Information TechnologyIntermediary Liability

A timeline of the new Intermediary rules conflict, event wise

On February 26, 2021, the Ministry of Information & Technology notified the Information Technology (Guidelines for Intermediaries and Digital Media Ethics Code) Rules, 2021. The new intermediary rules provide additional due diligence provisions for significant social media intermediaries, but they have given rise to a conflict between the Indian government and social media intermediaries.

One of the rules is Rule 4(2), which specifies the traceability mandate. Under this mandate, an intermediary providing services primarily in the nature of messaging shall enable the identification of the first originator of any message. However, an order to trace the originator of information should be passed through an appropriate judicial forum. This, along with some other issues, have resulted in the conflict.

All the significant social media intermediaries/ Big tech were supposed to comply with new rules and report the same to the Centre by 25th May 2021.

Also at the core of conflict is the issue of Twitter labelling/ flagging tweets on its own.

This timeline includes key developments regarding the new intermediary rules.

Editors Note: Due to operational constraints, we have discontinued updating this timeline. However, we would continue to publish on the ‘intermediary liability’ issue. You can use the search function on our website to keep up with all that’s happening in this space.


Twitter has stated that it intends to follow the new intermediary rules, and that it needs more time. A Twitter spokesperson said that the firm is making every effort to follow the guidelines and that it has provided the government with an update on its progress. 


The Ministry of Electronics and Information Technology (MeitY) has sent ‘one last notice’ to Twitter to comply with the new intermediary rules last Saturday. The notice urged Twitter to comply with the rules and that failure to comply will result in losing exemption from liability under the IT Act.


In a petition filed before Delhi High Court, Google LLC argued that the new intermediary rules do not apply to its Google search engineIt petitioned the Delhi High Court to overturn a single judge’s order that applied the rules to the company and ordered removal of offensive content from the internet. This is a shift from the statements made by Google’s CEO Sundar Pichai said that the company is dedicated to following India’s new IT guidelines.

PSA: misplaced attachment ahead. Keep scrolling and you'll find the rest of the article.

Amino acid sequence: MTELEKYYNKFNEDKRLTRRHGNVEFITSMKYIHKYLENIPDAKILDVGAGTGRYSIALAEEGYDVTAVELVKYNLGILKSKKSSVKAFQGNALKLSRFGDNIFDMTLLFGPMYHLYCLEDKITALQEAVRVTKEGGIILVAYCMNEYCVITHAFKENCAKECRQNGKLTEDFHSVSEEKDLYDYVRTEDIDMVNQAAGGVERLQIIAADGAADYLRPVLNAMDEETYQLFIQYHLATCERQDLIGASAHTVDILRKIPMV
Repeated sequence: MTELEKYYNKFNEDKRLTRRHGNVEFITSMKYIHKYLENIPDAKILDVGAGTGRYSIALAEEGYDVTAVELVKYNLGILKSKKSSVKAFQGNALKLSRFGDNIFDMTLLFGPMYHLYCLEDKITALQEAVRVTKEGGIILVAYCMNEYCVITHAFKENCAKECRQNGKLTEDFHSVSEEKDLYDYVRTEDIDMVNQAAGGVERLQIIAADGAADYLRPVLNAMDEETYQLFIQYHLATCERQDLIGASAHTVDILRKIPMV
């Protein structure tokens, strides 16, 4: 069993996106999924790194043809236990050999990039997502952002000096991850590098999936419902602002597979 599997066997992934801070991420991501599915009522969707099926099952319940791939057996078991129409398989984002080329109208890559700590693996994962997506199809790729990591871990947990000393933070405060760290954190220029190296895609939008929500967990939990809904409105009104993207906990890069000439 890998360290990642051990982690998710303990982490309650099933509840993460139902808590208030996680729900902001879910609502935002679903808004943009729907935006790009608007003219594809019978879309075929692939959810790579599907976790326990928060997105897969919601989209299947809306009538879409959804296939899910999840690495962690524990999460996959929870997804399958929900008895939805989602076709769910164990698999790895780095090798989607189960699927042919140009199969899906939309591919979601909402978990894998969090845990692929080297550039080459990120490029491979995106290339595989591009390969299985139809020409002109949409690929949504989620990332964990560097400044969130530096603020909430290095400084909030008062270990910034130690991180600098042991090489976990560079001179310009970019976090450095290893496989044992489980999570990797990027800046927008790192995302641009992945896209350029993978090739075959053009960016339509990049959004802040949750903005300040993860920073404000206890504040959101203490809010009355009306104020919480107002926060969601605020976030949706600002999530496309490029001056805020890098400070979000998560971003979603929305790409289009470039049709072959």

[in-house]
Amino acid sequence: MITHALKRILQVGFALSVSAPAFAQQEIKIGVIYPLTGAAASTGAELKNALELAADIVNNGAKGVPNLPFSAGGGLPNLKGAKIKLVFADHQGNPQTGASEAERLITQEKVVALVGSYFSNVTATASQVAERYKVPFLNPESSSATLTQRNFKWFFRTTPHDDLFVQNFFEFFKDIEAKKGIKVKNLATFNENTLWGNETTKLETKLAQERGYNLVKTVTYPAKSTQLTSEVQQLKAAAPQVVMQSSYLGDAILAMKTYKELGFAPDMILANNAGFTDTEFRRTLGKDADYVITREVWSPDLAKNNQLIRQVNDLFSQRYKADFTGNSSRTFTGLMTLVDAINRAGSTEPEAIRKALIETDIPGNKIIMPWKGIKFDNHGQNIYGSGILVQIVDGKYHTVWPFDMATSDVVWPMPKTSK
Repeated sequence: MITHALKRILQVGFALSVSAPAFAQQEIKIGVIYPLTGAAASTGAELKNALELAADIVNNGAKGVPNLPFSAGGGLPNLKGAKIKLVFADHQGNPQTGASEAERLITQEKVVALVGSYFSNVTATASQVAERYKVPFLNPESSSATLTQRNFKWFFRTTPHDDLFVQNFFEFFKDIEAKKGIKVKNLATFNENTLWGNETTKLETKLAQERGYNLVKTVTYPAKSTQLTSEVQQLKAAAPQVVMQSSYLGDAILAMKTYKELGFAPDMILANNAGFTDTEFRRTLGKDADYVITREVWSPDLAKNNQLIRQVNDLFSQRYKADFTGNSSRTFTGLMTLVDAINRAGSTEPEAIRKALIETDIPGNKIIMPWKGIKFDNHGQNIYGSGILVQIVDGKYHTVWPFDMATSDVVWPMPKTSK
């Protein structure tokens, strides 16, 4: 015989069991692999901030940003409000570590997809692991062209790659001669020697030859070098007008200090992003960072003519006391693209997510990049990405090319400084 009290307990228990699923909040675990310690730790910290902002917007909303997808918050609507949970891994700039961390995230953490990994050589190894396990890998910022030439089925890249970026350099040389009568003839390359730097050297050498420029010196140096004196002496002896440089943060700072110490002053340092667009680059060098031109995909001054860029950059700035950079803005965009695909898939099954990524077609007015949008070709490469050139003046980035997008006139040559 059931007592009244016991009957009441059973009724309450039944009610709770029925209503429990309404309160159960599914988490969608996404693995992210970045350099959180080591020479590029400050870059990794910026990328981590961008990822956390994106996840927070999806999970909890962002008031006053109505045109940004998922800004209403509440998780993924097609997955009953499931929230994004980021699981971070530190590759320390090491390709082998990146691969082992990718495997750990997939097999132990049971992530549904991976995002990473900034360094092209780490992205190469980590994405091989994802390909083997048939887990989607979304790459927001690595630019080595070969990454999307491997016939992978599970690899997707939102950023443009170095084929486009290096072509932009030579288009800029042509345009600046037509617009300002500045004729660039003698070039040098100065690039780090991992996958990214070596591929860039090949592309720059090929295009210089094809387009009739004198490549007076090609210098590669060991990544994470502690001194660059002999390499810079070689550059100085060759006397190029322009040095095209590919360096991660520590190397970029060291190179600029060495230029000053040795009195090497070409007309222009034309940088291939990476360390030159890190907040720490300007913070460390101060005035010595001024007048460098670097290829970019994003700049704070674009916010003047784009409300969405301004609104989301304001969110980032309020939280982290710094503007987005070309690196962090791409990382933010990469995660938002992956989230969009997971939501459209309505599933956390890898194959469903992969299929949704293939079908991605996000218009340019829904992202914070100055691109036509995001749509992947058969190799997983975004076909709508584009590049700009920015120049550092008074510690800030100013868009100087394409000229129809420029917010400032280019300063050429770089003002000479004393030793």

Complying with the IT rules, WhatsApp appoints Paresh B Lal as the Grievance Redressal Officer.


On Monday, the Delhi High Court was hearing a petition regarding the compliance with the new intermediary rules by Twitter. The petition was filed by Advocated Amit Acharya. During the hearing, the Court stated that Twitter has to comply with the rules if they have not stayed. However, Twitter claimed before the court that it complies with the rules and established a resident grievance officer. The HC has asked Twitter to submit compliance details before it within three weeks.

NCPR has also filed a complaint against twitter. This complaint was filed for providing misleading information on CSAM.


Ravi Shankar Prasad, Minister of Electronics and Information Technology and Communications stated that new IT Rules will not harm WhatsApp users. He stated that the new IT Rules are intended to prevent platform abuse and misuse. The rules further provide users with a comprehensive mechanism for grievance redress.

The Minister posted the following statements on his Twitter and Koo profile:

“The new Rules are only designed to prevent abuse and misuse of social media. Government welcomes criticism including the right to ask questions. The Rules only empower the ordinary users of social media when they become victims of abuse and misuse.”


Twitter issues a press release and states that the current regulations hinder free and open public conversations. It also expresses concerns about the safety of its employees in India.

MeitY responds to Twitter’s press release and says that it’s about time Twitter complies with the laws of India.

Meanwhile, the Centre has made it clear: privacy is not an absolute right.


Facebook and Google say they are ready to comply with new intermediary rules.

But WhatsApp challenges the rules in the Delhi High Court.


WhatsApp challenged the new intermediary rules on the last date of compliance. In its submissions before the Delhi High Court, WhatsApp stated that new rules would lead to the breaking of encryption. Citizen’s privacy decreases without encryption as third parties can easily access the content shared by them. On this basis, WhatsApp claims that the new rules harm the privacy of the citizens.


Government issues an advisory to all social media intermediaries to cub misinformation on COVID-19.

Government asks Twitter to remove the “manipulated media” tag from Sambit Patra’s tweet.


Several RTIs disclose that Government’s legal advisors had suggested a parliamentary approval of the new intermediary rules.


Congress files a complaint against BJP leaders for tweeting forged documents.


The government suggests an Alpha-Numeric Hash System to trace the origin of messages. With this system implemented, WhatsApp can trace the message’s originator without breaking encryption.

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Rajat Chawda

Rajat is a student at the Institute of Law, Nirma University. Since a young age, he was fascinated by the technological advancements and his fascination with gadgets has helped him develop a keen interest in TMT Laws in his journey as a law student. He is associated with Mylawrd to further engage himself and learn in this area.

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